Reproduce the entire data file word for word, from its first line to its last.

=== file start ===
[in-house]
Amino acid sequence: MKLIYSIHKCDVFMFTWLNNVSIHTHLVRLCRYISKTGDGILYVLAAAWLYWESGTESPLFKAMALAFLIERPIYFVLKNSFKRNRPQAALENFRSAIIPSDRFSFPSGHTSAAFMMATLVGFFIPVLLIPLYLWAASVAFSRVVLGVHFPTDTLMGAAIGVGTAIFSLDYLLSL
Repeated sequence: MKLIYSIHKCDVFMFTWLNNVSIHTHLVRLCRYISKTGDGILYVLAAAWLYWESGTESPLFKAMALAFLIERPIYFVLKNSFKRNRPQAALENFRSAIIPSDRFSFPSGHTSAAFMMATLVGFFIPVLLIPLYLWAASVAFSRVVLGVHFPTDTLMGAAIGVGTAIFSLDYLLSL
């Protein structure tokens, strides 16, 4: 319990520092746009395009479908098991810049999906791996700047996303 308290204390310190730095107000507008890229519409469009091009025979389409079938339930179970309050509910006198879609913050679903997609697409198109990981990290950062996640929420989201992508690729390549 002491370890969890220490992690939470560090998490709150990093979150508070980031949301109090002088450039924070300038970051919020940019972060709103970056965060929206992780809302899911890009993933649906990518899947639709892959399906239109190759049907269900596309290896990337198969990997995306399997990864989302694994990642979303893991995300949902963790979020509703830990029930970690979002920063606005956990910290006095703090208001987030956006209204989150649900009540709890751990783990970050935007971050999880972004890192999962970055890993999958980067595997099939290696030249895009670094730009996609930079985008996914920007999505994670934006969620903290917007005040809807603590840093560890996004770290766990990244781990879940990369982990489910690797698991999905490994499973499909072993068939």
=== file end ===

[in-house]
Amino acid sequence: MKLIYSIHKCDVFMFTWLNNVSIHTHLVRLCRYISKTGDGILYVLAAAWLYWESGTESPLFKAMALAFLIERPIYFVLKNSFKRNRPQAALENFRSAIIPSDRFSFPSGHTSAAFMMATLVGFFIPVLLIPLYLWAASVAFSRVVLGVHFPTDTLMGAAIGVGTAIFSLDYLLSL
Repeated sequence: MKLIYSIHKCDVFMFTWLNNVSIHTHLVRLCRYISKTGDGILYVLAAAWLYWESGTESPLFKAMALAFLIERPIYFVLKNSFKRNRPQAALENFRSAIIPSDRFSFPSGHTSAAFMMATLVGFFIPVLLIPLYLWAASVAFSRVVLGVHFPTDTLMGAAIGVGTAIFSLDYLLSL
């Protein structure tokens, strides 16, 4: 319990520092746009395009479908098991810049999906791996700047996303 308290204390310190730095107000507008890229519409469009091009025979389409079938339930179970309050509910006198879609913050679903997609697409198109990981990290950062996640929420989201992508690729390549 002491370890969890220490992690939470560090998490709150990093979150508070980031949301109090002088450039924070300038970051919020940019972060709103970056965060929206992780809302899911890009993933649906990518899947639709892959399906239109190759049907269900596309290896990337198969990997995306399997990864989302694994990642979303893991995300949902963790979020509703830990029930970690979002920063606005956990910290006095703090208001987030956006209204989150649900009540709890751990783990970050935007971050999880972004890192999962970055890993999958980067595997099939290696030249895009670094730009996609930079985008996914920007999505994670934006969620903290917007005040809807603590840093560890996004770290766990990244781990879940990369982990489910690797698991999905490994499973499909072993068939």